Michel Lamy is the author of a book on Jules Verne, in which he explores the possibility that one of the founding fathers of science fiction was aware of certain esoteric knowledge about the mountain that he worked into his novels. Specifically, that Verne wrote about Bugarach in relationship with the existence of an underground – lost – civilisation. But even Lamy is at a loss to explain why Verne would have become so enchanted with Bugarach – unless, of course, he was fully aware of the local legends, which he merely transcribed into his novels, or maybe he was even one of those initiates and protectors of the “sacred mountain”?
But whereas there might be people who protect the enigma of Bugarach – for no-one really knows why it has been labelled a sacred mountain for centuries – there is the enigmatic story of a man who came to Bugarach to uncover its secrets, meeting his death while doing so.
Both on the internet and locally, wild variations of the story circulate. Here is the truth. Daniel Bettex was a Swiss citizen who was a security officer at Geneva airport. Bettex frequented the south of France on his holidays and was enchanted by its beauty. Eventually, he contacted the local Cathar organisation that had been founded by Déodat Roché, the mayor of nearby Arques, and which tried to research and promote Catharism, the religion destroyed by Church during the so-called Albigensian Crusade of the 13th century. In his correspondence with the organisation, he enquired about places where he could help them with research. He desired remote locations, so that he was left undisturbed. Roché thus advised him to study the sector of Bugarach, which had been little prospected by other members of his organisation, even though it was known that the Cathars were familiar with the village. To this end, Roché also recommended to Bettex that he contacted Lucienne Julien, the then secretary of the organisation, and use her as his liaison with the organisation. The latter thus maintained a close correspondence with Bettex, as he progressed in his Bugarach research.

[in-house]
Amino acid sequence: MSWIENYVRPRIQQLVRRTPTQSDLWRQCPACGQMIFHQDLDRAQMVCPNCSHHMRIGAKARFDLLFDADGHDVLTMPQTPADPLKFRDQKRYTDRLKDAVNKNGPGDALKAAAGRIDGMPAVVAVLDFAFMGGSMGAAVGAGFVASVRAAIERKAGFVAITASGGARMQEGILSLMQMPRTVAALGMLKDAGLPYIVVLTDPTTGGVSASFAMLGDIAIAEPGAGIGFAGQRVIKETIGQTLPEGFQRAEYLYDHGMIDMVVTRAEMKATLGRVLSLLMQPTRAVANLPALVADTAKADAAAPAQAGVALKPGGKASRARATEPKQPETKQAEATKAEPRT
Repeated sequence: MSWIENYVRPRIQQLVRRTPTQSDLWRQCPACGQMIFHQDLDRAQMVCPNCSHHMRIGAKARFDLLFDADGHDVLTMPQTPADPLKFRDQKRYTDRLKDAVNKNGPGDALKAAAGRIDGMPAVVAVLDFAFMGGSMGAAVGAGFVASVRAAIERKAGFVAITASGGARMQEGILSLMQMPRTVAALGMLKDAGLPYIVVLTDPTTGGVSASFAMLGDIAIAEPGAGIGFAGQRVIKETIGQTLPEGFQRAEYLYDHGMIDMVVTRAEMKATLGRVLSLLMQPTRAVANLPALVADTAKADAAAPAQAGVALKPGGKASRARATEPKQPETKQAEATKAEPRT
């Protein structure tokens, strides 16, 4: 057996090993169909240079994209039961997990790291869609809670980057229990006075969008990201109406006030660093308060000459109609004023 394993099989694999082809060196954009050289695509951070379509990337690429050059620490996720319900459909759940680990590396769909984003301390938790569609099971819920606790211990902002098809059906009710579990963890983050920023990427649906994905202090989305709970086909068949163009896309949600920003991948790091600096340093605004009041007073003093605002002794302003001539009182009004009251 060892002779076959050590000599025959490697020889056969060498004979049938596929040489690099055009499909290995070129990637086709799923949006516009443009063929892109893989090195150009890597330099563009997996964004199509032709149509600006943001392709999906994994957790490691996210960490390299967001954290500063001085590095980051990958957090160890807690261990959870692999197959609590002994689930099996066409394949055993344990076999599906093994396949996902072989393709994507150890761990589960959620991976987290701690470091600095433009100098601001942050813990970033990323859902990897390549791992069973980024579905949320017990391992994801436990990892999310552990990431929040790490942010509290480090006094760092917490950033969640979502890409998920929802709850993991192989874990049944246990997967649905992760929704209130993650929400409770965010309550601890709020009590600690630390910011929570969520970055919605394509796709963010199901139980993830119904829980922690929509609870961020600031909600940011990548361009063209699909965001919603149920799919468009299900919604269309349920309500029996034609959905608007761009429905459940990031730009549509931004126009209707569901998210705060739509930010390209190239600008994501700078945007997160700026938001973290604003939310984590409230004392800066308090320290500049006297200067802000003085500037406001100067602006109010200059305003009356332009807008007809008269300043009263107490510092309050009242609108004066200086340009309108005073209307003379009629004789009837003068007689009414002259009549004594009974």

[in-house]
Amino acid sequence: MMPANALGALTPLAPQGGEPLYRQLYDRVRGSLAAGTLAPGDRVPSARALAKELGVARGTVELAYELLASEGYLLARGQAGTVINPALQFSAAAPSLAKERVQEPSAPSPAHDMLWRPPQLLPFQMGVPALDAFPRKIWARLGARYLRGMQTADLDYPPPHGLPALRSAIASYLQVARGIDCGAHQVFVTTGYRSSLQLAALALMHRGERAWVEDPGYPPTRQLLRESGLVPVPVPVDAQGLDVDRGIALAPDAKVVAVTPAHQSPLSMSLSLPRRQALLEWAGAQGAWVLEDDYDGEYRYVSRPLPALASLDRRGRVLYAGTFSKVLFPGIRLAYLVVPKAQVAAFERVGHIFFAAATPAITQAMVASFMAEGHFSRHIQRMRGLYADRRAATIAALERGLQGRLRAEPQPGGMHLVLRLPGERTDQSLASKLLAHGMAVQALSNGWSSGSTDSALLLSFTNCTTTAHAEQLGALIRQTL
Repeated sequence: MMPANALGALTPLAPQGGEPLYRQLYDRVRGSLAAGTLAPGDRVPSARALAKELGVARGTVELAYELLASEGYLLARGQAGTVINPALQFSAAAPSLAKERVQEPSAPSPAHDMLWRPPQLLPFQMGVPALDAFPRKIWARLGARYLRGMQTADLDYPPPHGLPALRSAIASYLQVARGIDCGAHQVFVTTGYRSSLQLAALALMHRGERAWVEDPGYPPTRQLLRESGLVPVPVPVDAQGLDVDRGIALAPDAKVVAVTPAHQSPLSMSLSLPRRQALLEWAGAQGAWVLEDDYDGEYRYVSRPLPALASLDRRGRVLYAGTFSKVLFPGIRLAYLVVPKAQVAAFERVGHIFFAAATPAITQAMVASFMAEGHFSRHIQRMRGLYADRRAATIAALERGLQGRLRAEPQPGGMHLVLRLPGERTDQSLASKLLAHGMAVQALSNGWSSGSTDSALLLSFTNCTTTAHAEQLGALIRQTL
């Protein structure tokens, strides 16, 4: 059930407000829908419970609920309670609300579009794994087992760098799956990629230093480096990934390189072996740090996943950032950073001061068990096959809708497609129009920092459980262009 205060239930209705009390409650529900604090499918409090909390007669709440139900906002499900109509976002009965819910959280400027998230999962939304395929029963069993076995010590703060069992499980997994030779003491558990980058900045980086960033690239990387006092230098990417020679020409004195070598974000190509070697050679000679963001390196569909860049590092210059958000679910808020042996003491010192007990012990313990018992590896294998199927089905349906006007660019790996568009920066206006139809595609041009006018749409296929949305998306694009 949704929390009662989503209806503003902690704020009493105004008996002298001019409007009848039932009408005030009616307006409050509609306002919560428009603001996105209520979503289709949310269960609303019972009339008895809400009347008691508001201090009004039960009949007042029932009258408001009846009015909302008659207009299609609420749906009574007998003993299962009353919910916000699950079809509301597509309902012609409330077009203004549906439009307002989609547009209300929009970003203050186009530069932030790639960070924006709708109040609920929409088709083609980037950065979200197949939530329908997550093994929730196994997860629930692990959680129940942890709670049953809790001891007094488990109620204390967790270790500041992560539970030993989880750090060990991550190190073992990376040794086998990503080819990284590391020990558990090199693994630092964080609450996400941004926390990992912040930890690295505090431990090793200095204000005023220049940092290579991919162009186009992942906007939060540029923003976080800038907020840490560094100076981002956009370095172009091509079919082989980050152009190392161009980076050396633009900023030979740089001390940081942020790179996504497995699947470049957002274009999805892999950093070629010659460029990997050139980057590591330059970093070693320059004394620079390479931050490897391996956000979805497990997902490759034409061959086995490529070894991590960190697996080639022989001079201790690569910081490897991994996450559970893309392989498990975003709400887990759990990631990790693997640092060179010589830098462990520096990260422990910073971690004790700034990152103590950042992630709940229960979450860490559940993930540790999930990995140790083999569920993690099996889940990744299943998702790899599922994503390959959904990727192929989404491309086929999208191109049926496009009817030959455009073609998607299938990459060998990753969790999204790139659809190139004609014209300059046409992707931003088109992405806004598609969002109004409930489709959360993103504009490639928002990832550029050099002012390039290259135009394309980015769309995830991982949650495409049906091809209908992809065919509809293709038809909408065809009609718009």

Over the ensuing years, Bettex leafed through files while he was in Switzerland, and when he descended to the South of France during his summer vacations, he explored and dug. He also studied the old registers that existed, which had details of mining activities and which contained information on the underground network that existed in this limestone environment – and learned how much – or how little – had been explored.
Bettex also uncovered a work on the mythology of the mountain, written by a university student during the Second World War. The author had been called up for military service and his fate seems to have been unknown. The thesis referenced several legends and myths, with some of the legends going back as early as the 15th century. It was clear that Verne was not the first to invent a mythology about this mountain – that was many centuries older.
Of course, such a compendium is not an archaeological report. But the stories did show a superposition between various myths and locations around the mountain… locations that people, for generations, were linking with an entrance to a mythical underground world. Bettex wondered whether he could be the one who would locate the entrance and finally reveal its existence. Would he prove that Verne was not a science fiction writer, but had written a factual account – was there an entrance to the Centre of the Earth?
Bettex was able to find one of the entrances listed in the account, but found it was blocked. He re-opened it, to find that it led to a peaceful underground river, which was deep, but possible to navigate. He also found that there was a type of quay or landing, in an L-shape, which suggested that this was not the result of a geological event, but was manmade – purposefully built. But by whom, when and for what? Those were questions he could not answer.
He had taken photographs of this and other voyages in the belly of the mountain, as he explored its known and less known and sometimes even forgotten caves. He showed them to Julien, who reported that there were several stone structures inside the underground cave system, proving they were once inhabited. But it proved little else.
Bettex had also entered the local derelict castle. He spent a great amount of time in the basement of the castle, work he carried out with the full knowledge and participation of the owner and the relevant authorities, even though in those days, there was far less paperwork to cope with. There, he found several stones with graffiti, some of which was clearly in the shape of a container and a stretcher, a scene suggestive of the Ark of the Covenant being carried on a stretcher. Could the graffiti mean that the mountain was the resting place of the Ark?